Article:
pisteuo (believe) in the Gospel of John
William Arnold III
The purpose for the book of John is so that, "you may believe that Jesus is the Christ, the Son of God, and that believing you may have life in His name" (20:31, also 19:35). The verb pisteuw ‘believe’ is used about 100 times, the adjective pistoV ‘believing’ twice but the noun pistiV ‘faith’ is not used at all. Aside from second and third John, this is the only book in the New Testament not to use the noun form but by far has the greatest frequency of the verb. Acts being the next runner up has about one third the frequency of John followed by Romans at about one fifth.
pisteuw is used in the subjunctive mood at least 17 times in John. As cited in the verse above, this is showing the possibility that someone might believe. The imperative is used at least 7 times, where Jesus is telling someone to believe (or in one case not to believe, 10:37). The present and aorist are the most frequent of the tenses, both occurring about equally.
John gives seven signs (eight counting the resurrection) to persuade the reader that Jesus is the Christ, the Son of God (20:21). This seems to be the theme of the first half of the book. Periodically in the gospel he informs the reader that "many believed" (2:11, 22; 4:39, 41, 53; 7:31; 8:30; 10:42; 11:45; 12:11, 42; 20:8) or "they did not believe" (7:5; 9:18; 12:37; 20:25). It is interesting to note that repeatedly we are told that the disciples "believed" (1:50; 2:11, 22; 6:69; 16:30; 20:8, 29). This shows us clearly that believing is not a "once for all" type action but must be repeated to be legitimate.
On the other hand, in one instance the writer says that certain Jews believed in him (8:30, 31) but by the time Jesus is finished talking to them they do not believe anymore (8:45, 46). This shows us not only that it is possible to genuinely believe and then later unbelieve, and also that it is possible to lose faith rather quickly.
The first occurrence of ‘believe’ is found in 1:7, where we are told that John the Baptist came for a witness that all through him might believe. John’s purpose was to lead people to believe in Jesus. This was the reason for his ministry. In the next occurrence, John says that Jesus gave the power to become the sons of God to "the ones believing in his name" (1:12). This is reiterated when he says that genuine believers should later receive the Holy Spirit (7:39).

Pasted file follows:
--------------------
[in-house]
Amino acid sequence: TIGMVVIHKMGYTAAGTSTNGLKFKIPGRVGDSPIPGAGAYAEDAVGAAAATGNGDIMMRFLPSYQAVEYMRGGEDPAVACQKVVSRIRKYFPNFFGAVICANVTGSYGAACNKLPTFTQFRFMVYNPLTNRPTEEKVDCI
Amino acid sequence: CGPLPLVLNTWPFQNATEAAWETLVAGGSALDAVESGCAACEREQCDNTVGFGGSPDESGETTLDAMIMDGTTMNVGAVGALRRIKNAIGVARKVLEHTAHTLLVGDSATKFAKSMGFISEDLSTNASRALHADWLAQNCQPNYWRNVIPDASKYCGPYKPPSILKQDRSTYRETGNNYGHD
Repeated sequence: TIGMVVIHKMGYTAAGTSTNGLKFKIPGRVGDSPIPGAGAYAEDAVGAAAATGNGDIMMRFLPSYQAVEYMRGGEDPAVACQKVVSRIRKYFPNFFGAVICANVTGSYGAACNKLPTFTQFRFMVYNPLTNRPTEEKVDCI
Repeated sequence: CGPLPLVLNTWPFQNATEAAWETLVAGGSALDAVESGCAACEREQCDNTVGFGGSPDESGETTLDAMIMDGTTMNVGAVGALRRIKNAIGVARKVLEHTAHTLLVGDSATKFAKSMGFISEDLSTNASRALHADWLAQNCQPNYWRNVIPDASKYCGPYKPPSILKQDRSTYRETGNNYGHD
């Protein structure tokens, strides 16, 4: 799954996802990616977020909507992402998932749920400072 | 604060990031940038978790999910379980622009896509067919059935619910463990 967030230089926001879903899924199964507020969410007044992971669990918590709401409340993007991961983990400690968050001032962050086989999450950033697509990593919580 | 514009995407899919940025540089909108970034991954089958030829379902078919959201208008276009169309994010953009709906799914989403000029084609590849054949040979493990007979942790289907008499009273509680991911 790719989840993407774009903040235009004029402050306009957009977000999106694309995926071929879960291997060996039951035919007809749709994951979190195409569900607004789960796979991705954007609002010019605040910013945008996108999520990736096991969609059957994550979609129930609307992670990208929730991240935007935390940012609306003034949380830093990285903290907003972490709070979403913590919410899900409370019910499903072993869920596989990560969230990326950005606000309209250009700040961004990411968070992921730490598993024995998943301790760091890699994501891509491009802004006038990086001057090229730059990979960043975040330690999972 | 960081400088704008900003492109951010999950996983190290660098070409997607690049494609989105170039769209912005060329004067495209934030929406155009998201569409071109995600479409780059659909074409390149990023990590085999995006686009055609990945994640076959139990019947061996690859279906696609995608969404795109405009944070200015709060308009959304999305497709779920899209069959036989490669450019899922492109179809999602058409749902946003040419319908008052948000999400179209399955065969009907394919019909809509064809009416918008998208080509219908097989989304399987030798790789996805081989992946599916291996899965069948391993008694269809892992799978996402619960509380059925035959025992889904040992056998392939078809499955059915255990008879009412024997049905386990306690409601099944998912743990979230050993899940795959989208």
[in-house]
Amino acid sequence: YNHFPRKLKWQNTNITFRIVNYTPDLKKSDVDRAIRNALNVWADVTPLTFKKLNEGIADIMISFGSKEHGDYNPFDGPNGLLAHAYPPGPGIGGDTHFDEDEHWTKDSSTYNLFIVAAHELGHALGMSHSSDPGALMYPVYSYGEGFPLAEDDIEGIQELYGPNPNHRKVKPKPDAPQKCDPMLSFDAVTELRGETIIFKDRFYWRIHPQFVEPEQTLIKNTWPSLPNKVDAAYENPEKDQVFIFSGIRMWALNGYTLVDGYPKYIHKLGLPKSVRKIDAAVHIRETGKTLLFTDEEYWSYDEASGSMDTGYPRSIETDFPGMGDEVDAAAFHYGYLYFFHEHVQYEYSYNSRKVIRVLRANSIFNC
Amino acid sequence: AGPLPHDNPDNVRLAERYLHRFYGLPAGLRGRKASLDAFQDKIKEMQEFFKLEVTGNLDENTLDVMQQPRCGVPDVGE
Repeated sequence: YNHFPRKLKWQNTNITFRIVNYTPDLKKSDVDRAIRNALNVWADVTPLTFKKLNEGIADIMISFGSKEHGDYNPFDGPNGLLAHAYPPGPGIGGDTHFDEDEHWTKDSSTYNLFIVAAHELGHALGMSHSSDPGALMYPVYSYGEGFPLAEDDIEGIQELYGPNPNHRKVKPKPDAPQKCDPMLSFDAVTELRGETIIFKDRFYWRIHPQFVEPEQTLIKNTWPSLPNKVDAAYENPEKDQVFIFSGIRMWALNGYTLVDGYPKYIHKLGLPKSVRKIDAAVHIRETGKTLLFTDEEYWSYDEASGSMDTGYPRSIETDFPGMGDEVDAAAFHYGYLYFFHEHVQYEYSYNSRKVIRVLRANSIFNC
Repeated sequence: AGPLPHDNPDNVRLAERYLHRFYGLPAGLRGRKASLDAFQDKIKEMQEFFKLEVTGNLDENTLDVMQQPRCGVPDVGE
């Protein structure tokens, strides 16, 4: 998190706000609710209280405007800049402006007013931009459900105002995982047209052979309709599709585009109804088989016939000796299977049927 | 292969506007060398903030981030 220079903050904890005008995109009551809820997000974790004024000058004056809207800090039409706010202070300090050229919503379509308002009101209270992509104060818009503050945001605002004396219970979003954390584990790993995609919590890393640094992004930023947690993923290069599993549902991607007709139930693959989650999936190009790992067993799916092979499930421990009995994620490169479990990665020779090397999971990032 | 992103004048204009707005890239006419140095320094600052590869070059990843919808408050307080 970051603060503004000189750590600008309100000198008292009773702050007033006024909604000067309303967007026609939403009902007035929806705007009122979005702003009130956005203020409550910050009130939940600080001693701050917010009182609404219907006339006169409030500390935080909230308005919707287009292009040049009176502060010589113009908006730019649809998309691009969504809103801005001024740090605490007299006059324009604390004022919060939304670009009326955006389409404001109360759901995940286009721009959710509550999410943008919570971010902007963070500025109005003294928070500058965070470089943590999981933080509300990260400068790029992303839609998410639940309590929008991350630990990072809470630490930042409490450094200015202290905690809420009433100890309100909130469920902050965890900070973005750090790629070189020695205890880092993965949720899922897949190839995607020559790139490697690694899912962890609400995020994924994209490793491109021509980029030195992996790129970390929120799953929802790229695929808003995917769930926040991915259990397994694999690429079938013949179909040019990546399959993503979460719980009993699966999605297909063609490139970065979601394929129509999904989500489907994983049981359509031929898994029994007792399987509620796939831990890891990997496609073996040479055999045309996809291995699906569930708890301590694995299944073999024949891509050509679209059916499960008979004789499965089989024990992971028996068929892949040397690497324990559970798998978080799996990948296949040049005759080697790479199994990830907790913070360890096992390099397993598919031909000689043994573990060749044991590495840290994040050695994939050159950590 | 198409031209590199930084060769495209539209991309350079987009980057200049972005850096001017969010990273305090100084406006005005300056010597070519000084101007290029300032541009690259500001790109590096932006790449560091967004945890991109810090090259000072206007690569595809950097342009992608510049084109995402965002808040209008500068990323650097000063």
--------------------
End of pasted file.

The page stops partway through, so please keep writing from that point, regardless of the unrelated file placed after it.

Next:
John (the apostle) is very clear that salvation is only given to those who believe in Jesus and that those who do not believe in him will be lost (3:15, 16, 18, 36; 5:24; 6:40, 47; 8:24; 11:26; 20:31). He shows that believing will bring true satisfaction (4:10, 14; 6:35; 7:38; 20:29, 31). He demonstrates that you cannot separate believing in Jesus from believing in God (10:38; 12:42; 14:1, 10; 16:27).
John is also not ambiguous as to what we are to believe. The construction pisteuw ‘oti ‘believe that’ is found at least nine times in the gospel. So from this we learn that we are to believe that: I am (8:24; 13:9); the Father is in Me, and I in Him (10:38; 14:10); You (Jesus) are the Christ, the Son of God (11:27; 20:31); You (the Father) sent Me (11:42; 17:21); You (Jesus) came forth from God (16:30).
Now not only are we to ‘believe that’ but we are to ‘believe because.’ John demonstrates that people believe for a reason, because: I saw you under the fig tree (1:50); signs Jesus did (2:11, 23; 4:48; 6:30; 7:31; 11:45; 12:11; 14:11); words Jesus said (2:22; 4:41; 8:30; 13:19; 14:29; 16:30); the word of the woman who testified (4:39); Moses . . .wrote about me (5:46); I tell the truth (8:46); his (John’s) testimony (19:35; 20:31); he (John) saw . . .the tomb (20:8); you (Thomas) have seen me (20:29). The point here is that we are not expected to believe for no reason but that the evidence is overwhelming and any open-minded person would have no choice but to believe.
In conclusion, believing is a very dominant theme in the Gospel of John. As stated earlier, the book was written in order that the reader might believe (19:35; 20:31). From this book we learn a lot about what believing is, why we should believe and what we are to believe. We also learn that we must keep on believing. And finally we learn that there is more than sufficient evidence for someone to believe.
Email IBS |
Statement of Faith | Home |
Browse by Author | Q & A
Links | Virtual Classroom | Copyright | Submitting Articles | Search